When we were still in the raining season, I would open the window (yes the window) to where the chickens are, and it definitely smelled like a chicken coop.  Because we don’t exactly have acreage here, it has been necessary to try to keep the neighbors happy.  To keep our neighborly air, I decided it was time to get out and clean the coop and the run that the laying hens hang out in.

This is a bigger project than it sounds like.  Not only am I dealing with massive amounts of chicken poop from several batches of chickens, but there is no way to get a wheel barrow into the run to clean it out.  I actually had to deconstruct the back side of the chicken coop to get a wheel barrow out far enough to get the soiled shavings out.

After I pulled out three wheelbarrows full of shavings, I spread the rest of the shavings out.  I have decided to deep litter the run, so I will just throw a new bale of shavings out into the run every month or so.  It is fairly inexpensive, and it keeps the really dirty stuff down deep so that it can decompose.  It also has the nice side effect of not upsetting the neighbors because of the smell.  As an additional bonus, I threw down a bunch of baking soda in the run so that it could work to neutralize any smell I may have dug up.

I then moved to the inside of the chicken coop and I was pulling up 2 inch thick dried chunks of chicken poop.  I think it will work well to up the nitrogen content in my compost pile, that is for sure.  Jared thinks I should find a burlap bag supplier and bag it up as compost.  I could sell a 50 pound bag of it for $10.  The truth is that I have WAY too much chicken compost now, and I sure hope that I have an easy time breaking it all down into garden material because that is what I need now, not chicken poop.

I accomplished my mission.  The neighbors should be happy and the chickens should be happy.  I look forward to the next cleaning in 3 months (please note the sarcasm).

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Sign Up Now:No Corn, No Soy Chickens


This is a fitting first post to the Oregon Natural Foods blog. We have spent the majority of the spring getting our Urban Homestead up and running. We butchered one set of chickens already (4 Cornish Cross and 4 Light Brahma). That went well, and we have a nice personal stash of chickens in the freezer. We also have 4 ducks in the freezer that I raised by hand with that batch of chickens.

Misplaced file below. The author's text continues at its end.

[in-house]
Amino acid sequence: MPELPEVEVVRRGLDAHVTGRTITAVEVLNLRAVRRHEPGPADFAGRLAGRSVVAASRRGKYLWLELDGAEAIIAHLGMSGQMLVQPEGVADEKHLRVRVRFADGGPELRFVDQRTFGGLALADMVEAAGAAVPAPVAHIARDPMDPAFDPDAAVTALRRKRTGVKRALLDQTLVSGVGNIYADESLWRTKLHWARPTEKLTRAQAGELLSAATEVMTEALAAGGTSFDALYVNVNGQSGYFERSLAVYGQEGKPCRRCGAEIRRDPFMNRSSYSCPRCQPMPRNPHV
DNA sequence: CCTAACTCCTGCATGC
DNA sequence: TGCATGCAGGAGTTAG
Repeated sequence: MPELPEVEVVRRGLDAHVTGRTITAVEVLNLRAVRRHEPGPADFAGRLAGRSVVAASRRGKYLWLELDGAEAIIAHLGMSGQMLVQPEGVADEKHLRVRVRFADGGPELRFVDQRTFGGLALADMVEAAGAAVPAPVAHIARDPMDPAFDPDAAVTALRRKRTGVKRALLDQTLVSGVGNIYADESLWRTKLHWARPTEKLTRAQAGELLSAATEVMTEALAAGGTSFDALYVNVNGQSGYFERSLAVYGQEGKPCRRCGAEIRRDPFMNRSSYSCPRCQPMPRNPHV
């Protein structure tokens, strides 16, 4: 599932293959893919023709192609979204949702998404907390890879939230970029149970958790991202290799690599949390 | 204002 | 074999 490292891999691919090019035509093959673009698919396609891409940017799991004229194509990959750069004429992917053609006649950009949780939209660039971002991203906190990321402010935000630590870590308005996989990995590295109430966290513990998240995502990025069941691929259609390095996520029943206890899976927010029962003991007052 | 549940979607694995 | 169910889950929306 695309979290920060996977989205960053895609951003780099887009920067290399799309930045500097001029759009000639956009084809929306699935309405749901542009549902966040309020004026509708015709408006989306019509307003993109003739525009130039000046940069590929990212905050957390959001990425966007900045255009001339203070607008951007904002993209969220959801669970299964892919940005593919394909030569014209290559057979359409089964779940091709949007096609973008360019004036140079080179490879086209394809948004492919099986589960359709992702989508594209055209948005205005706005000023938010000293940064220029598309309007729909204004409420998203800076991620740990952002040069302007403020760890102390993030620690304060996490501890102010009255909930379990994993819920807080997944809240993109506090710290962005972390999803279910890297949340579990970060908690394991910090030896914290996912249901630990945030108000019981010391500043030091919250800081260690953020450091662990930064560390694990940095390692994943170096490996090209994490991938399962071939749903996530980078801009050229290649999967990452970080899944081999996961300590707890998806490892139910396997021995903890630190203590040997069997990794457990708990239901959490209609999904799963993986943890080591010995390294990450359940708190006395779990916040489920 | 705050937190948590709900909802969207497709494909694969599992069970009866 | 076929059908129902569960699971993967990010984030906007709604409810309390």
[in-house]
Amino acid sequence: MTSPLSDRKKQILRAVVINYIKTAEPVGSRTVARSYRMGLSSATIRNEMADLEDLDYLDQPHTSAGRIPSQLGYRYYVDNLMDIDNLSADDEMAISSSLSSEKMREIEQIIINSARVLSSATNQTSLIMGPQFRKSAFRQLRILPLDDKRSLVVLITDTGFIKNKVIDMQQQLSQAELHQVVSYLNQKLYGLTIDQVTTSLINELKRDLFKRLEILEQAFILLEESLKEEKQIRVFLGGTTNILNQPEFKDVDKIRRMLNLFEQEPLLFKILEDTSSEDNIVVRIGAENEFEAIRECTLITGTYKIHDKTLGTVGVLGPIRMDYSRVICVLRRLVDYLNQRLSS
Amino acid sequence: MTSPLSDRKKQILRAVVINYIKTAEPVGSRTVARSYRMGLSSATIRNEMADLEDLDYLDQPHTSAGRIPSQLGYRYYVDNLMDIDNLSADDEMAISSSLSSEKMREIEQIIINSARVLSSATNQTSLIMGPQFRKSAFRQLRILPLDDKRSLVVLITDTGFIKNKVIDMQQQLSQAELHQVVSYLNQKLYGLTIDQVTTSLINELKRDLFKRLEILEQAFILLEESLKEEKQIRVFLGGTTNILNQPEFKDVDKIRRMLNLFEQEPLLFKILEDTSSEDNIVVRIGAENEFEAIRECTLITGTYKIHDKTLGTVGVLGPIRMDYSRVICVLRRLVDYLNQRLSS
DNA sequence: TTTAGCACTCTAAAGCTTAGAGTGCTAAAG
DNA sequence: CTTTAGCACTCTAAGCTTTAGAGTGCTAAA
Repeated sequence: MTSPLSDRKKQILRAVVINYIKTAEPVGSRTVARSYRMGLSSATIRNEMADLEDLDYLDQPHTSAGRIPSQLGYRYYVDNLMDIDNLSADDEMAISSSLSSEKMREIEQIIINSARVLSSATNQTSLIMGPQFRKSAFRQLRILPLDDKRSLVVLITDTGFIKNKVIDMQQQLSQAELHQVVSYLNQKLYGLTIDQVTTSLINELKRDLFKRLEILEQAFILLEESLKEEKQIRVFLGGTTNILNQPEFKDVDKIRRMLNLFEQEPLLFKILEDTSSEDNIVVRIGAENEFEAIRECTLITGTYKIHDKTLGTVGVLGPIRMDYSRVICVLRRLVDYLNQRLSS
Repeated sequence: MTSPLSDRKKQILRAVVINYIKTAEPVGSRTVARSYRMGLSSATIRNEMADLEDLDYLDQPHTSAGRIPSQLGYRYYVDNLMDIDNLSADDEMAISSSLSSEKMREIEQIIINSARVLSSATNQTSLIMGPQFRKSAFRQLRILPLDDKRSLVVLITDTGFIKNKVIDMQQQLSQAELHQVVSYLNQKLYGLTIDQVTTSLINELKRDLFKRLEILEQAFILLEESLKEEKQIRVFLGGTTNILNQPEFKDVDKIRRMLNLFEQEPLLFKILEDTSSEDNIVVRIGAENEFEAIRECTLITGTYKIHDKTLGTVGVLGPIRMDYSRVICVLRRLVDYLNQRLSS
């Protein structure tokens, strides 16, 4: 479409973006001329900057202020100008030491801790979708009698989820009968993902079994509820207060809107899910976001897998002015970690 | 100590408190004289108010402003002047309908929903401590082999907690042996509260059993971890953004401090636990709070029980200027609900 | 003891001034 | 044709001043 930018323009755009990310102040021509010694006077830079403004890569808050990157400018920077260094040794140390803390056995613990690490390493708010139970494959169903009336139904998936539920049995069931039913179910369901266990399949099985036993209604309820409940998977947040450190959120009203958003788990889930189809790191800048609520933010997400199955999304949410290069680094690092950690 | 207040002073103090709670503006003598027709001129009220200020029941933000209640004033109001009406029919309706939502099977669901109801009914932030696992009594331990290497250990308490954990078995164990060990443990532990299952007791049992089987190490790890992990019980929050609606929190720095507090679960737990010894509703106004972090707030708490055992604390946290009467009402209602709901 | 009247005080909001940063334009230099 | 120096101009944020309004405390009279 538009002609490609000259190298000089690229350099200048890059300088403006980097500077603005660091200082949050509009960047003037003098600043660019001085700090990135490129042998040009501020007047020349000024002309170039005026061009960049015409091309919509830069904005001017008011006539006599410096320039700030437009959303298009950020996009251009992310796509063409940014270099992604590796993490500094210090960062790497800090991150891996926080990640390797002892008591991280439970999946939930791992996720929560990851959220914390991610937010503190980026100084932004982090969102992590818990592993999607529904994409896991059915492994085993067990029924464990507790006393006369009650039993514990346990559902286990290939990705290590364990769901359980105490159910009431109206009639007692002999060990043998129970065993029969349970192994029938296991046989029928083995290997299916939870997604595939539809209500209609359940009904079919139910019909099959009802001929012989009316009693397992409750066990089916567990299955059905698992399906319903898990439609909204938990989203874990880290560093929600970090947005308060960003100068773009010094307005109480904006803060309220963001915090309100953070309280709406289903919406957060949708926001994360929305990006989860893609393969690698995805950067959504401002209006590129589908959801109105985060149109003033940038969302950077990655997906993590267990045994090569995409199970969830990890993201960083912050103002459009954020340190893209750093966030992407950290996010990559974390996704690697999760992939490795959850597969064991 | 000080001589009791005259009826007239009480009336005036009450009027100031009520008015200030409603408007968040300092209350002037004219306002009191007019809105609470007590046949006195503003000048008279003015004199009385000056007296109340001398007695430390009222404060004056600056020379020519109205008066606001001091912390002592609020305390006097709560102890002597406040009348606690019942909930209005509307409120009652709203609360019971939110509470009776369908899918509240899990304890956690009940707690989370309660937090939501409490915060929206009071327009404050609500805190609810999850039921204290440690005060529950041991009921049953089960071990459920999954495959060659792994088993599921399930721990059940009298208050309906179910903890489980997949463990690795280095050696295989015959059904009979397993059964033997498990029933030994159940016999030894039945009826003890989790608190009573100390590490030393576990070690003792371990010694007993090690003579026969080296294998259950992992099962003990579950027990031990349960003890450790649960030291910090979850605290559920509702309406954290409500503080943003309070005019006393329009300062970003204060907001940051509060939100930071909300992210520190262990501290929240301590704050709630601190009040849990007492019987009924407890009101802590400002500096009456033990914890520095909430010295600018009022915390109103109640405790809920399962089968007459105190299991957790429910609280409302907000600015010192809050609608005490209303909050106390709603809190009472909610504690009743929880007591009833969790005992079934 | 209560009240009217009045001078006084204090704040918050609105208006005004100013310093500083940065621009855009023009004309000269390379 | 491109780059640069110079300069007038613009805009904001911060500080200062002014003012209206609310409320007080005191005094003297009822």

Currently in the meat pen, there are 8 New Hampshire chickens that is another project. I wanted to make sure that we had raised enough chicken for the family with a little leftover to sell or to pass on as a gift. Those chickens are scheduled to be butchered August 1.

I was planning to be done with that, but an idea came to my head. I want to do an experiment that would involve raising chickens on a no corn, no soy diet. Most chickens raised these days (including the two batches I mentioned above) have been raised on soy. Chickens need at least 20% protein to thrive, and a natural source for them to get it is soy. My goal is to find no corn and no soy feed that I can feed them that will keep them above the 20% protein mark and get them big and fat enough to put on a table.

I know that it is possible because before there was commercial chicken feed, families raised chickens in the backyard with nothing more than table scraps. I believe that it can be done, and it can be done well.

So, at this time, I am taking reservations for my next batch of chickens that will be no corn, no soy fed chickens. I will be taking a $15 per chicken deposit from anyone wanting a chicken. This is a project that takes a lot of thought and a lot of work, so I want to make sure that the chickens are reserved ahead of time. The price for the chickens is $5 per pound.

Another catch to this is that the chickens will not be the standard Cornish Cross breed of chickens. I personally believe that Cornish Cross have been overly bred to such a degree that their purpose is to sit around and eat and be fat. The Cornish Cross that I butchered made me crazy because they seemed to be nothing but mindless meat drones that had no personality and that were freaks of nature in their regard to eat and be fat and serve no other purpose (not even an aesthetic purpose). I have chosen for the health of the chicken species in general to go another route. I am going to order a dual purpose breed of chickens that I can use to butcher so that I do not have to worry about supporting the Cornish Cross freak breed.

The spots are filling up fast, so get your orders in soon.